LONG GUNS FOR HOME DEFENSE
The fact of the matter is that, for most people and most situations, I don’t like long guns for home defense. Not that they don’t have their place, sometimes out of utility, sometimes out of necessity. Until recently if you lived in D.C. or Chicago the legal ownership of handgun was problematic. A lot of people kept shotguns or lever action carbines as “hunting weapons” because they had no option. If you live in the boonies on a large piece of property they can also have some real advantages. For most people, not so much.
Long guns are not as handy as handguns. (Pardon the pun.) They are much harder to maneuver in a hallway. They are easier to take away from you unless you are highly trained in weapons retention. They also tend to lead you around corners, telling an observant bad guy exactly where you are. In addition unless you have bullet resistant interior walls there are major potentials over-penetration issues.
Pistol caliber lever action rifles are usable for this purpose. Recoil is not nearly as bad as with a hand gun, though you are still dealing with muzzle blast and flash issues. Also a .357 JHP or .44 magnum round can go thru a LOT of wallboard. If you don’t happen to hit a stud the bullet could travel all the way thru many houses.
Full power 12 gauge shells will also penetrate a lot of wall. Also firing a shotgun indoors is absolutely devastating to your hearing and vision in the short term. They do make excellent “shorty” reduced power 12 gauge loads that also have the advantage of taking one or two more rounds in the magazine. I have even heard of people using breaching rounds for interior defense. They create a horrific wound, but have very little shoot-thru potential. They also have very little ricochet potential. You should be aware that reduced power loads will probably not cycle properly in a semi-automatic shotgun.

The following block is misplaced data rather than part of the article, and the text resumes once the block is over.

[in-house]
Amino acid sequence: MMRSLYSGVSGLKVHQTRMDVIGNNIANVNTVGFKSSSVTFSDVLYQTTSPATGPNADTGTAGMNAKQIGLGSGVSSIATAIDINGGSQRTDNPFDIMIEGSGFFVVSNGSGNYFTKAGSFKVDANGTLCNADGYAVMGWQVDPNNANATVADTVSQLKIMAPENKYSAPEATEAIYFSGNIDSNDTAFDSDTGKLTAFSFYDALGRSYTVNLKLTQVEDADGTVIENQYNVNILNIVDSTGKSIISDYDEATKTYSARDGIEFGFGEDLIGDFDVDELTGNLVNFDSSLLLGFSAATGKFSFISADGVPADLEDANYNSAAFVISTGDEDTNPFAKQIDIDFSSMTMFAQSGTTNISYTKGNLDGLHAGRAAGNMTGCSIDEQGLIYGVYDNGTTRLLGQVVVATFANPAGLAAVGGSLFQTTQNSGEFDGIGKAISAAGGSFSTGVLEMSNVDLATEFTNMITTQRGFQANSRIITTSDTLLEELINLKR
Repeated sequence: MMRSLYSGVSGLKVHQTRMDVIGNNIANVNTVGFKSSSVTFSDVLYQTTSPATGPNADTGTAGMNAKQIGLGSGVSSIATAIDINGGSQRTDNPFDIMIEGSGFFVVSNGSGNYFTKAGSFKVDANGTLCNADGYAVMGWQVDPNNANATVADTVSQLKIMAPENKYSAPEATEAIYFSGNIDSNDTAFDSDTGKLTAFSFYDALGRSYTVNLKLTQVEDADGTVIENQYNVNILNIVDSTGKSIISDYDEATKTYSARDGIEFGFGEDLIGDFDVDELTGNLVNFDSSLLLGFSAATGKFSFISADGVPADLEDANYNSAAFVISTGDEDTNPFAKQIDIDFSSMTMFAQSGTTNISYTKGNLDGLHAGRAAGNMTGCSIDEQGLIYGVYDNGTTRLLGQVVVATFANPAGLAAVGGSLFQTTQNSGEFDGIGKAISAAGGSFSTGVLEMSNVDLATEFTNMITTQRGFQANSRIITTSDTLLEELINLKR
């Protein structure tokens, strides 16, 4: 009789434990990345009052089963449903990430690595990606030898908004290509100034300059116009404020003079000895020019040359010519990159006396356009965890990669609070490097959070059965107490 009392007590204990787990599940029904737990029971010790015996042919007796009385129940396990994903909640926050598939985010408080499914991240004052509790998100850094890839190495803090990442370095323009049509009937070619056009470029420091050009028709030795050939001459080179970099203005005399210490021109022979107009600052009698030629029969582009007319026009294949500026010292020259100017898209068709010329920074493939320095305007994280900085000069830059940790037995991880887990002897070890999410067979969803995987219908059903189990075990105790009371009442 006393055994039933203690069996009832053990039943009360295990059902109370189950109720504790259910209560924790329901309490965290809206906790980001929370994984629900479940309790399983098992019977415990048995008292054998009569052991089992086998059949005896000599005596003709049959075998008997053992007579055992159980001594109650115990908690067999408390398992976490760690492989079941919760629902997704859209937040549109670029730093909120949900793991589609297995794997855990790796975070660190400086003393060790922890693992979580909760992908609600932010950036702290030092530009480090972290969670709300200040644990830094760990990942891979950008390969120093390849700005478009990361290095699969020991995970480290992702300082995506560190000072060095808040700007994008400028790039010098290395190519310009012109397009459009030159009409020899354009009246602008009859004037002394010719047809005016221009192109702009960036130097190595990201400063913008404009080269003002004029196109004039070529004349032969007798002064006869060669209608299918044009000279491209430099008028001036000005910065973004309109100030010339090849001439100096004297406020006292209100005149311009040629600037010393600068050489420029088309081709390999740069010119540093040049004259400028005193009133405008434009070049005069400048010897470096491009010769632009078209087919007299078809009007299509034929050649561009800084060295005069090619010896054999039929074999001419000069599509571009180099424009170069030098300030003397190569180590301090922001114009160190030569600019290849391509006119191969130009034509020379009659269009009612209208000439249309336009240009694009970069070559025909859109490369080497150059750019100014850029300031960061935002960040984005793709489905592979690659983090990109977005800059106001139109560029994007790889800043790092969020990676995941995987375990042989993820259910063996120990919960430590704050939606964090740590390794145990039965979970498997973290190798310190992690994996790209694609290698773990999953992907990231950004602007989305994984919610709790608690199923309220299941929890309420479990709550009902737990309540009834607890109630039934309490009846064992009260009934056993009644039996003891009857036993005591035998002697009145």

Some people will go with a double-barrel, or a semi-auto 12 or 20 gauge. The Benelli is the current state of the art, though Remington and Mossberg make good ones also. You can get a better selection of rounds in the 12 gauge, but some specialty rounds are available in 20 gauge and buck shot and slugs are generally no problem with either. A double barrel has some advantage in that you can’t short stroke or otherwise jam it, but it only has two shots and anybody looking at it KNOWS it only has two shots so you need to be sure to have a Plan B.
A .223 rifle can be a good choice. The round will almost never go all the way thru a human with a body hit but will penetrate most soft body armor. A Ruger Mini-14 will do the job but many people go for an AR-15 variation of one sort or another.
The M-1 carbine, especially if you have one that will feed soft points, can be a good choice. The late Jim Cirillo used one with considerable success in his days on the old NYPD stakeout squad. They also point very well. A while back I went thru a 3-gun match at my local IDPA club shooting a MilSpec M-1 carbine with military sights. Due to a problem with my leg I can not get into a kneeling or prone position and then back up in a timely manner so I was shooting the 200 yard portion offhand. I outshot eight of the 23 people who were shooting scoped AR-15s from prone, and I am not an outstanding rifleman. They are good guns and are easy to shoot.
If you live in the country or have a house with bullet resistant walls, a long gun might be worth considering. I still think a handgun is a much better weapon for home defense generally speaking, but circumstances are different for everybody. Think carefully, give due consideration to your needs and situation, and make your choice.